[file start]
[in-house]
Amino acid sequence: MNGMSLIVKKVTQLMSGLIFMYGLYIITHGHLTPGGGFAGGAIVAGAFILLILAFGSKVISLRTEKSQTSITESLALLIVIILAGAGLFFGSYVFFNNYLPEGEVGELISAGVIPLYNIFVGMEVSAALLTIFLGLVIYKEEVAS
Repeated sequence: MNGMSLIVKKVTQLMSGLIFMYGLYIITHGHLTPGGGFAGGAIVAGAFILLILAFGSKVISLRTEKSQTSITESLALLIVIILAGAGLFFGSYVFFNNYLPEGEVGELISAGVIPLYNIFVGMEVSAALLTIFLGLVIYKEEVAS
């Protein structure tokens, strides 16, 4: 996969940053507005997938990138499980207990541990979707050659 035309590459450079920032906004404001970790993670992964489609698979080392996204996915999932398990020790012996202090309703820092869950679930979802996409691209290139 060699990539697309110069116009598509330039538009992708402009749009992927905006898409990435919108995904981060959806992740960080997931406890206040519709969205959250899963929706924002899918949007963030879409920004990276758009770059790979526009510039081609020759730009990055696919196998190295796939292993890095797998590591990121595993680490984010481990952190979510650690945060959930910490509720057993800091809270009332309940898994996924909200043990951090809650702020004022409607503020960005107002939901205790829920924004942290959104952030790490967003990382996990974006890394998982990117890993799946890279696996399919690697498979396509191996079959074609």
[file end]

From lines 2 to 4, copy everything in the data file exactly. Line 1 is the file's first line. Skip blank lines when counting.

Amino acid sequence: MNGMSLIVKKVTQLMSGLIFMYGLYIITHGHLTPGGGFAGGAIVAGAFILLILAFGSKVISLRTEKSQTSITESLALLIVIILAGAGLFFGSYVFFNNYLPEGEVGELISAGVIPLYNIFVGMEVSAALLTIFLGLVIYKEEVAS
Repeated sequence: MNGMSLIVKKVTQLMSGLIFMYGLYIITHGHLTPGGGFAGGAIVAGAFILLILAFGSKVISLRTEKSQTSITESLALLIVIILAGAGLFFGSYVFFNNYLPEGEVGELISAGVIPLYNIFVGMEVSAALLTIFLGLVIYKEEVAS
């Protein structure tokens, strides 16, 4: 996969940053507005997938990138499980207990541990979707050659 035309590459450079920032906004404001970790993670992964489609698979080392996204996915999932398990020790012996202090309703820092869950679930979802996409691209290139 060699990539697309110069116009598509330039538009992708402009749009992927905006898409990435919108995904981060959806992740960080997931406890206040519709969205959250899963929706924002899918949007963030879409920004990276758009770059790979526009510039081609020759730009990055696919196998190295796939292993890095797998590591990121595993680490984010481990952190979510650690945060959930910490509720057993800091809270009332309940898994996924909200043990951090809650702020004022409607503020960005107002939901205790829920924004942290959104952030790490967003990382996990974006890394998982990117890993799946890279696996399919690697498979396509191996079959074609």